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April 15th 1915 - Letter from Mela Brown Constable to her fiancé, Cyril E Sladden Esq

15th April 1915
Correspondence From
Mela Brown Constable, The Nurses' Home, The General Hospital, Birmingham
Correspondence To
Cyril E Sladden Esq, 9th Worcesters, Officers' Mess, Blackdown Camp, near Farnborough
Relationship to Letter Addressee
Text of Letter

The Nurses’ Home
The General Hospital, Birmingham

15th April 1915

My own dear sweetheart

I am writing my last letter from The General Hospital, Birmingham; the next one you get will be from the dear old home. Although at first I thought of the dear breezes at Folkestone and of other places, yet my thought always returned to the dear old home at Badsey and it rests me to know I am going there somewhere where I am loved despite my many variable moods and failings, somewhere where my love for you is understood and no explanations are needed.

I know just how you felt about having written to Aunt Fanny, and then getting my letter saying I was going to Badsey. It was annoying for you to say the least of it, but I think, dear, she will understand from my letter. I told her you had not heard from me definitely when you wrote and that I had made other plans before receiving her letter and I also told her that I had a nasty influenza cold and cough, which is perfectly true, and explained to her that as we had said goodbye I did not feel equal to meeting again only to say goodbye again. From the little I saw of Aunt Fanny, I know she will not mind when she reads my letter.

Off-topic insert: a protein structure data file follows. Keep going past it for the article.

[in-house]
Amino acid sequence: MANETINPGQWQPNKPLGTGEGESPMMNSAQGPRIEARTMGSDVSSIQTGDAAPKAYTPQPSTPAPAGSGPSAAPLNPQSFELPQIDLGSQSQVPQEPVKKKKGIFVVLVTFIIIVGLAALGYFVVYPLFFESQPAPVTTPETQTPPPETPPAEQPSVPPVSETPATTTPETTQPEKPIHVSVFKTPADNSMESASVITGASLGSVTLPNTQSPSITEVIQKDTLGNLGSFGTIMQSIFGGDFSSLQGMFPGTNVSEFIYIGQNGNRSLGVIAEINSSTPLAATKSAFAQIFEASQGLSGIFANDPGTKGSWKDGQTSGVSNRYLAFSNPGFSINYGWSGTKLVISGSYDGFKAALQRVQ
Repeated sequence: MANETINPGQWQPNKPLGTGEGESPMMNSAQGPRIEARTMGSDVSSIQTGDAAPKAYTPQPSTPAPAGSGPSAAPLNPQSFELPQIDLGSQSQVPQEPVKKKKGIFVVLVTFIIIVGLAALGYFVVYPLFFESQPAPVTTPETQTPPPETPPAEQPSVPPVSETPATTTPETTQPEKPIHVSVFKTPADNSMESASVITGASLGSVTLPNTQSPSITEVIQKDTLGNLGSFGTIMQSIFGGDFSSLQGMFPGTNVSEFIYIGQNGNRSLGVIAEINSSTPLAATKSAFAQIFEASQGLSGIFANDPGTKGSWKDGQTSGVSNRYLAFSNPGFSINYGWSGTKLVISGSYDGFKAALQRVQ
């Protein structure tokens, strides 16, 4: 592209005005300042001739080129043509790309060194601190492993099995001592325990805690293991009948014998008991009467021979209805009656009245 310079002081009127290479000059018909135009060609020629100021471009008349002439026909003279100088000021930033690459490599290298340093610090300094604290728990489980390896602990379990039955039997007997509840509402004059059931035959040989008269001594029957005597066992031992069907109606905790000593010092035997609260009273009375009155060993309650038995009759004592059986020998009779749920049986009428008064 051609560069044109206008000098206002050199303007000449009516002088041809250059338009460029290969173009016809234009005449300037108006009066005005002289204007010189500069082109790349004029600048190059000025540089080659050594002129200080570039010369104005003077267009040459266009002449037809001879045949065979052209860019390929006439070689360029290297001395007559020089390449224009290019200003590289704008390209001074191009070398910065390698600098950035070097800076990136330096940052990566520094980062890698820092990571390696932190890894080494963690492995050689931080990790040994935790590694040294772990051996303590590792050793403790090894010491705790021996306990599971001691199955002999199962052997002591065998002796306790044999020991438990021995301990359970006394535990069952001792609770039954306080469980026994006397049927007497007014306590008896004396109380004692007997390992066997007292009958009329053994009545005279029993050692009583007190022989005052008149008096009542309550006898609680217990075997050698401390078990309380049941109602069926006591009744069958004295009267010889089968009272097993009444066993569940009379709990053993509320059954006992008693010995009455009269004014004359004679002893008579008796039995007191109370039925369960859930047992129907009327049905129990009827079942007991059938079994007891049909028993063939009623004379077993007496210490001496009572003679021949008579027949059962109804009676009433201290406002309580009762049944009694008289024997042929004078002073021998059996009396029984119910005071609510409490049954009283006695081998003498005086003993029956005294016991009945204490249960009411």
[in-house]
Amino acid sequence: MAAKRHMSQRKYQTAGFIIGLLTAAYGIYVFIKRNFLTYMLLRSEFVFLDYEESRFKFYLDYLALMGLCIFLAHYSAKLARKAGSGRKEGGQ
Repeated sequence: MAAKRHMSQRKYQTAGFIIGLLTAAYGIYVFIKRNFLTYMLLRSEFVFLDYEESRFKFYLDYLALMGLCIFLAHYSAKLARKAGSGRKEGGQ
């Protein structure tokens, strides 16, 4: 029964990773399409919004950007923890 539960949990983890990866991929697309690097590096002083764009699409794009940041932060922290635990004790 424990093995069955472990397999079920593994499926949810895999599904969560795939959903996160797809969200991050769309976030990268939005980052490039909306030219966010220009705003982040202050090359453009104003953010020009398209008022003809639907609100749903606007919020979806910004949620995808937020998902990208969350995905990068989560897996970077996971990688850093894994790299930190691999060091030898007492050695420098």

I had a nasty shock in the ward tonight. I was going to give one of the children his bottle and found he was dead. Not many minutes previously Sister had taken his pulse and he was all right. Wasn't it a horrid experience?

I was congratulating the Theatre Staffs tonight on having done so well in their Finals and they chatted to me for a bit. They say the present "pro" is having an even worse time than I had! Poor kiddie - she's only 20 - I shall miss the exam for it is not until the 20th.

Goodnight and God bless you, dear love, it was very dear of you to try and arrange another meeting. Write and tell me you don't mind very much - I feel as though you were just the teeniest weeniest bit "put out" with me. I'm afraid you'll find me rather a handful, eh, old fellow?

Best love from your own

Letter Images
Type of Correspondence
Envelope containing 1 sheet of notepaper
Location of Document
Imperial War Museum
Record Office Reference